"I've used the Google to bring up maps," George W. Bush shared in 2006. "I kinda like to look at the ranch." Four years later, Google Maps is still the best resource for ranch-gazing from Washington, but now the site has a fantastic new feature that will be far more valuable to those in politics trying to dial in to more consequential matters across the country.
The Google Maps team is up with a 2010 election mashup that shades every House, Senate, and governor's race according to ratings from Cook, CQ, Rothenberg, RCP, and Sabato. When a user visits the site (maps.google.com/2010elections), it randomly uses one of the ratings firms, and then users can click on a race and toggle through each of the predictions.
So, for example, W can click on his Crawford-area district and see that Democrat Chet Edwards' reelection prospects are rated "lean GOP" by four of the five agencies. It's the only place where he would be able explore the contours of the electoral map, learn the ratings for a race, and research the candidates, all in one stop.
The mashup is the latest example of Google's increasing importance in politics, although it was the brainchild of the Maps division in New York, not the policy offices in Washington. The idea was hatched by Google Maps marketer Jesse Friedman, who created the project in the "20 percent time" that Google affords employees to pursue creative projects.
A self-described map geek and armchair political junkie, Freidman calls the mashup of Google Maps and elections a "no-brainer" and says he hopes it will encourage voting. "Google devotes a lot of resources to doing what we can to help voters be better educated and make participation easier," he said in an interview at Google's offices in New York on Monday.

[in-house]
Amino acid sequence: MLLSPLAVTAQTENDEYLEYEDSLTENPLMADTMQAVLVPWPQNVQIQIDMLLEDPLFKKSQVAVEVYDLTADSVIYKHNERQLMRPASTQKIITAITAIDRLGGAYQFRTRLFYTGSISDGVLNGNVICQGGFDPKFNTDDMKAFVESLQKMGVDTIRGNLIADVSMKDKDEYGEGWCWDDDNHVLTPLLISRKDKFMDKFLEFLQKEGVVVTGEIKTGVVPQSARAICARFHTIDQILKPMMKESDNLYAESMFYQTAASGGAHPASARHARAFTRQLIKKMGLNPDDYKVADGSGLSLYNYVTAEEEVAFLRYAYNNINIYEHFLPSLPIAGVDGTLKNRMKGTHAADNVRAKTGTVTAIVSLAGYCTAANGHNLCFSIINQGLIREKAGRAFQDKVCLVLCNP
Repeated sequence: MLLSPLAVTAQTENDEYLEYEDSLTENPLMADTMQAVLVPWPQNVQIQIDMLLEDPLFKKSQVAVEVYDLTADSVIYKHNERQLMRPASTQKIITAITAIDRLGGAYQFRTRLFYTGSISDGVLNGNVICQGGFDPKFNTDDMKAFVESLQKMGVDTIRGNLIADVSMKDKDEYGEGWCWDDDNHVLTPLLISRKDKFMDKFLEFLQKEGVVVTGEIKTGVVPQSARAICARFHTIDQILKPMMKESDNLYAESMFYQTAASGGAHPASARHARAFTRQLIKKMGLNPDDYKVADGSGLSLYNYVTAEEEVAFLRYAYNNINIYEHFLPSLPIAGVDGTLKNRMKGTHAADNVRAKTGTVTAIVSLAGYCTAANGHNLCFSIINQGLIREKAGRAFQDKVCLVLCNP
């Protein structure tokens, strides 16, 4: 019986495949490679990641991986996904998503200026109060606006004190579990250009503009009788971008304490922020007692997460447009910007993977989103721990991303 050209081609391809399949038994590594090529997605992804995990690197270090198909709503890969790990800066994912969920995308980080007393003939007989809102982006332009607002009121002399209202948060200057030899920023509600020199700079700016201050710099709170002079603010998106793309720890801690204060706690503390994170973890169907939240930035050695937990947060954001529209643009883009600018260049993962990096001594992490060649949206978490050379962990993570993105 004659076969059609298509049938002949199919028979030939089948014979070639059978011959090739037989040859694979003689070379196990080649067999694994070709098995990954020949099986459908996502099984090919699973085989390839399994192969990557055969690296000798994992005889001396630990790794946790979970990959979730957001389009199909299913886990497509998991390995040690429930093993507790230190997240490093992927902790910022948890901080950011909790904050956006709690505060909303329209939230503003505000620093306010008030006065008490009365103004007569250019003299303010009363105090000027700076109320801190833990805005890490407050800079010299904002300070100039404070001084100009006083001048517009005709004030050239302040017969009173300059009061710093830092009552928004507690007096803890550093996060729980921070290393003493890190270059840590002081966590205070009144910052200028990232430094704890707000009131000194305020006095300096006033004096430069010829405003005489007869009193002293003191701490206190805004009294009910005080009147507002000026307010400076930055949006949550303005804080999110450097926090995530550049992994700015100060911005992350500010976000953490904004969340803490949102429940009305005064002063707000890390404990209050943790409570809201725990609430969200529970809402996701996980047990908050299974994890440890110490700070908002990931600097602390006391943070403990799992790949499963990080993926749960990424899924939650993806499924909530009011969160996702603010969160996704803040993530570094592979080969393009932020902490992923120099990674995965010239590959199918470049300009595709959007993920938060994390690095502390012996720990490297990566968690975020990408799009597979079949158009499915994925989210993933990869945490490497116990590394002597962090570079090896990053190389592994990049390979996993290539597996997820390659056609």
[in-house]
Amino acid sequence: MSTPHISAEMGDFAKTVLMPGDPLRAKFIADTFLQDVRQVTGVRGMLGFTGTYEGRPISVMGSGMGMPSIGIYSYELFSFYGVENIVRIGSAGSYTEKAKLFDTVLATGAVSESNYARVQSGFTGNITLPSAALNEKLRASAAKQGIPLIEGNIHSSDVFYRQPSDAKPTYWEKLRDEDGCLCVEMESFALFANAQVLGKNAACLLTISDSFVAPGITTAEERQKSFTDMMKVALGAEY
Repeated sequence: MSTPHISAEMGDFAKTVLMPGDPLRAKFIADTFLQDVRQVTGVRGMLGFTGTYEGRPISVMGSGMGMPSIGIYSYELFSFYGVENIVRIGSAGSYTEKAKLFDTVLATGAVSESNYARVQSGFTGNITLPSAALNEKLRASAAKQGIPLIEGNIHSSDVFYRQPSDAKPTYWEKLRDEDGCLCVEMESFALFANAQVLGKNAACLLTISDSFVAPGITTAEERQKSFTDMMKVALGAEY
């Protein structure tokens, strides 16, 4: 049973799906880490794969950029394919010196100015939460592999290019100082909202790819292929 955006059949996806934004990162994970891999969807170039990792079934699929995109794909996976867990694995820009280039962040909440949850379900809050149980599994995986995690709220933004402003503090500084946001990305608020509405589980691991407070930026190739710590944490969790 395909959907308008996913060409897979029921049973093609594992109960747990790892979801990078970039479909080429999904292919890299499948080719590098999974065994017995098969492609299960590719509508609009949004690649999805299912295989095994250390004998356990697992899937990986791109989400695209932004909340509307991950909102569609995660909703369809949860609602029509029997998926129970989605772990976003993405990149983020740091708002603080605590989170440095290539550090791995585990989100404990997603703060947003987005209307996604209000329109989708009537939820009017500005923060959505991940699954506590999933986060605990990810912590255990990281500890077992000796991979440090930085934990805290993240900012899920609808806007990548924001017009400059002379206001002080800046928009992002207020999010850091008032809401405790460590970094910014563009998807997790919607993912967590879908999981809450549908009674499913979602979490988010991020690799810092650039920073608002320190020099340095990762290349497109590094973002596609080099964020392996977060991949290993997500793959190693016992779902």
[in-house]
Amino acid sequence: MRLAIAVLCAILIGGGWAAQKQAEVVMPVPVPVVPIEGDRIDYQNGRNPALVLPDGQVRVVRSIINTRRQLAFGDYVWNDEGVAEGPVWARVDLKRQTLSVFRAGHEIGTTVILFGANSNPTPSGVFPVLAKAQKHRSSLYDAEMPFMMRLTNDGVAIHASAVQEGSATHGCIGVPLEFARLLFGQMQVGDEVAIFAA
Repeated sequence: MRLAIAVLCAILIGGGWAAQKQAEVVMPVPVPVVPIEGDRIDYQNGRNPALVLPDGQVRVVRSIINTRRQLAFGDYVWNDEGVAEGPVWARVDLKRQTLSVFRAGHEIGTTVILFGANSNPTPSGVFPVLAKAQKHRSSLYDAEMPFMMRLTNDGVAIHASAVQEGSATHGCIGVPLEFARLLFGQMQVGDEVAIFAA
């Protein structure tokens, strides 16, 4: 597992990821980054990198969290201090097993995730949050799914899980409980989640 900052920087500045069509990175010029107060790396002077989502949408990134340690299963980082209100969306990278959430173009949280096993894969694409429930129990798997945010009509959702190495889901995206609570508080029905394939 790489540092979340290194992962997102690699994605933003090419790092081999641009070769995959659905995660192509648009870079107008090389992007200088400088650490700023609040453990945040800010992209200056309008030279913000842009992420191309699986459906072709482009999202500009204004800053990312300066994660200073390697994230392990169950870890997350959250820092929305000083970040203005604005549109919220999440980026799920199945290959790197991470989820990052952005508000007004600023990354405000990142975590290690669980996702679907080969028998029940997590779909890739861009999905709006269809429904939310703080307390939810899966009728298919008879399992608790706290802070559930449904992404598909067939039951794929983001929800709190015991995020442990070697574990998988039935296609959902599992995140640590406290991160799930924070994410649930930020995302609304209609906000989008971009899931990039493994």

To this end, they've also developed a tool at the Google Election Center "where you can plug in your home address and get the address of and directions to your polling place, and in some cases see the full ballot that you will be voting," according to Friedman. They also offer a feature where users can create their own maps with Census demographic data through Google Fusion Tables.
But I'm most excited about their work on 2012 redistricting, which Friedman notes will be the first time new lines are cut in the era of Google Maps. If their product is anything like the 2010 midterm map, it'll be the go-to resource for that election cycle.